The Big Ten will be full of storylines this season as three programs have new head coaches, conference play begins with two Big Ten games for each team in early December, and the conference might be home to both the preseason No. 1 team and the favorite for National Player of the Year.
Here is the biggest question for every team in the Big Ten, listed alphabetically by school name.
2016-17 record: 20-15 (8-10)
Question: Can new coach Brad Underwood keep his streak alive and lead Illinois back to the NCAA tournament?
WATCH: @CoachUnderwood, Leron Black & @Finke_Michael on set with BTN at #B1GMediaDay in NYC. #Illini pic.twitter.com/M0LvrlVwJL— Illini Basketball (@IlliniMBB) October 19, 2017
Illinois hired Brad Underwood from Oklahoma State during the offseason and he arrived in Urbana-Champaign, Illinois, with a streak of taking his team to the NCAA tournament in the first year of both of his previous Division I stops. In his four years as a DI head coach, he has made four NCAA tournament appearances.
The Fighting Illini haven't made the Big Dance since 2013 and their top three scorers last season graduated.
2016-17 record: 18-16 (7-11)
Question: What will Indiana look like with a new head coach and without a clearly defined star?
#HoosierNation.. Are you ready? pic.twitter.com/UByk4AwMNE— Indiana Basketball (@IndianaMBB) October 21, 2017
Archie Miller may have been the best coaching hire of the offseason and while he did an admirable job retaining the bulk of the Hoosiers' roster and their incoming freshman class, James Blackmon Jr., Thomas Bryant and OG Anunoby all moved on to the professional ranks. The Hoosier faithful will pay close attention to how Miller preaches defense and ball security to a team that finished last in the Big Ten in points allowed and turnovers committed during conference play last season.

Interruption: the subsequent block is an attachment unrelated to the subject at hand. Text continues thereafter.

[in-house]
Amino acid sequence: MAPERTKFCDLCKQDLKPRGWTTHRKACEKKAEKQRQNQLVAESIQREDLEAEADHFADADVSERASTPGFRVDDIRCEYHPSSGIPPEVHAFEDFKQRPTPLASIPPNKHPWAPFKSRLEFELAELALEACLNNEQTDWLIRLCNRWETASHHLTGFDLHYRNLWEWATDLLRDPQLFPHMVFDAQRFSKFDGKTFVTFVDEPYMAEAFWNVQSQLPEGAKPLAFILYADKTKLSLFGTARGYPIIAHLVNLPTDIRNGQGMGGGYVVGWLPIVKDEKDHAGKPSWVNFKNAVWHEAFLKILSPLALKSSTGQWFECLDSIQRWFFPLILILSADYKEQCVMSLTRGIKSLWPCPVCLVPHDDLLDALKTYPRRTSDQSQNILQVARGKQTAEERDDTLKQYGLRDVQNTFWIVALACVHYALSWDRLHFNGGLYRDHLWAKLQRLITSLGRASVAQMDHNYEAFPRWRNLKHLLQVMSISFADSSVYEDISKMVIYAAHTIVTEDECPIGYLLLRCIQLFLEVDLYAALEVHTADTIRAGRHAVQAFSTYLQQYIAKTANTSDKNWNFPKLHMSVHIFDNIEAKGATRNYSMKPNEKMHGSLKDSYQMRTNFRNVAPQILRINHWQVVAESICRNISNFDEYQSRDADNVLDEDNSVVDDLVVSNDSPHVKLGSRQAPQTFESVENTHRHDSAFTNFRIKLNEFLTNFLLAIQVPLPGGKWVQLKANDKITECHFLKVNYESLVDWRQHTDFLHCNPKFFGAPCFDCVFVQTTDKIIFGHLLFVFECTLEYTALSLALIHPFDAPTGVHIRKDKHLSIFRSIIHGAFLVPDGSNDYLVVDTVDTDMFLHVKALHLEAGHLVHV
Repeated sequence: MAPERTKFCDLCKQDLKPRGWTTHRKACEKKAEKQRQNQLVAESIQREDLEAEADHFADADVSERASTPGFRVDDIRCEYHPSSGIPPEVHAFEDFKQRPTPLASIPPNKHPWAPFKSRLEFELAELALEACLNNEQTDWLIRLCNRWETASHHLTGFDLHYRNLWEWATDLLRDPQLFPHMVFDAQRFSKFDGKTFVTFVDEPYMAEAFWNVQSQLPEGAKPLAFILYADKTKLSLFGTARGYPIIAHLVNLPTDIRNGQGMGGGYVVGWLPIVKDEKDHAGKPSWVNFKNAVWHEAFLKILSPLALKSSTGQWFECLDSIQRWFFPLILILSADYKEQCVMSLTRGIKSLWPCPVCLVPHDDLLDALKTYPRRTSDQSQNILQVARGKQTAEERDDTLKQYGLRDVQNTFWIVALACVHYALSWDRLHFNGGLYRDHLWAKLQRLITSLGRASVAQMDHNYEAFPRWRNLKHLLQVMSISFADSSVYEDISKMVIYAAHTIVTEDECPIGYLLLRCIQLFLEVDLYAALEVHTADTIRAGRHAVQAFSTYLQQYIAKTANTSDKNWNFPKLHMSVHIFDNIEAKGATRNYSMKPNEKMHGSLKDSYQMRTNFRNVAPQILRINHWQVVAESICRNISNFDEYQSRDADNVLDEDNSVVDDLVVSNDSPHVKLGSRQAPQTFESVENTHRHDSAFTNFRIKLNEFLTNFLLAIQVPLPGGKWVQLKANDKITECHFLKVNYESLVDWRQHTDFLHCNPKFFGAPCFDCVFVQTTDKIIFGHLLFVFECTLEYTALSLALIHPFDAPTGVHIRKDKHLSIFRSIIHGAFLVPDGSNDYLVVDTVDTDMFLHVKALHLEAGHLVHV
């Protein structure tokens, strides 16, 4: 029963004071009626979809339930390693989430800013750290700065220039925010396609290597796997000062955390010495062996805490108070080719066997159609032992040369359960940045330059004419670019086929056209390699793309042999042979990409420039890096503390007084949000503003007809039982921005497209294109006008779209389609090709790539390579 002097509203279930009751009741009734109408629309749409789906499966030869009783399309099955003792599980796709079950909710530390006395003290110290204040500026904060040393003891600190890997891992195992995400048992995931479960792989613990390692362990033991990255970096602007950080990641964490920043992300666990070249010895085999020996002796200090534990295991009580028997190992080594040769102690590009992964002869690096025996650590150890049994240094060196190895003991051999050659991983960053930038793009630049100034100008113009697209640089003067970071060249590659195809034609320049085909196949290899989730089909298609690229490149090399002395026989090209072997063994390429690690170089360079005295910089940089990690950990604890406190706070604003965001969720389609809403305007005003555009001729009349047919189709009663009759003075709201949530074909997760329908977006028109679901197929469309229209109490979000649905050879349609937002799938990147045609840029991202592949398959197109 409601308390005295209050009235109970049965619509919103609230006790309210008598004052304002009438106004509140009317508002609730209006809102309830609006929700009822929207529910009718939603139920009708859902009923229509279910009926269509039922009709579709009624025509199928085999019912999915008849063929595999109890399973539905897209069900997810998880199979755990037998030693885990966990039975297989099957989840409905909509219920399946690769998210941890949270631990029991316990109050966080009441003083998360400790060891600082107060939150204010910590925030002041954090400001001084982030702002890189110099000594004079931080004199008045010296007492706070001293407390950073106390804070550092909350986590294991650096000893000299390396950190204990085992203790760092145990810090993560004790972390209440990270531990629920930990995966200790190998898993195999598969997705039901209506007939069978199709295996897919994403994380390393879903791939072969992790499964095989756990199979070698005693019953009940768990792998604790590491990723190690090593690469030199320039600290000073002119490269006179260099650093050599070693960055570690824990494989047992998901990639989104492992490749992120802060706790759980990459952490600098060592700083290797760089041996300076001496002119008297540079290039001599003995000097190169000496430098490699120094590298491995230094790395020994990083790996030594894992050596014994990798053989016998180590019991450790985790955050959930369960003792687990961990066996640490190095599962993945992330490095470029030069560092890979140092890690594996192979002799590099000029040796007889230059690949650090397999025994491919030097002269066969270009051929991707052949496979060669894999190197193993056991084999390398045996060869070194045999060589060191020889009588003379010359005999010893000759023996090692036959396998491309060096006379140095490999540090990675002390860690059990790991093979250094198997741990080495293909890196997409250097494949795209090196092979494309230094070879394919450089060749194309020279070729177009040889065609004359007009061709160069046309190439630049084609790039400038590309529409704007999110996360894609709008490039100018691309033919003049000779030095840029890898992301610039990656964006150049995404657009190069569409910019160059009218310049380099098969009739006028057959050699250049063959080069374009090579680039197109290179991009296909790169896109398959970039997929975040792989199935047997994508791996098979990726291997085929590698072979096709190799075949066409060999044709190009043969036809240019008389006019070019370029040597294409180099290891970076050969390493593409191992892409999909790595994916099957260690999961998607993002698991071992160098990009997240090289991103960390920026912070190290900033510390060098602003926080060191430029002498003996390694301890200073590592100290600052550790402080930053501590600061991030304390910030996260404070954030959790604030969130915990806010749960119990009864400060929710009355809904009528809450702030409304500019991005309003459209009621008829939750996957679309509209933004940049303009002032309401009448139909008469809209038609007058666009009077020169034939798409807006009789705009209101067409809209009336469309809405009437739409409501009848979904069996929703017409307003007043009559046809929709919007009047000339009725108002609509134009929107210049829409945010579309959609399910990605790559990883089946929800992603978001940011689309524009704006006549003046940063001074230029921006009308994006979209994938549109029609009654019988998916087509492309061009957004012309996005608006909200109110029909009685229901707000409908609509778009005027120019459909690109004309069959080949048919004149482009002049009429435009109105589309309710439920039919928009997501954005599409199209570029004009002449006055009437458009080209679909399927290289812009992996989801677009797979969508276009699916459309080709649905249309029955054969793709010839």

Senior guard Robert Johnson is the team's leading returning scorer at 12.8 points per game but he has largely existed as a second- or third-scoring option in his career. Indiana has been one of the higher-scoring programs over the past few seasons but points might be harder to come by in Bloomington this season – for the home and road team.
MORE: Which schools can make their first NCAA tournaments this year?
2016-17 record: 19-15 (10-8)
Question: Can Iowa's promising sophomore class mitigate the loss of Peter Jok?
Let's go in-depth with @IowaHoops Fran McCaffery, Tyler Cook & Nicholas Baer from #B1GMediaDay. pic.twitter.com/lgzCzONqPM— Iowa On BTN (@IowaOnBTN) October 19, 2017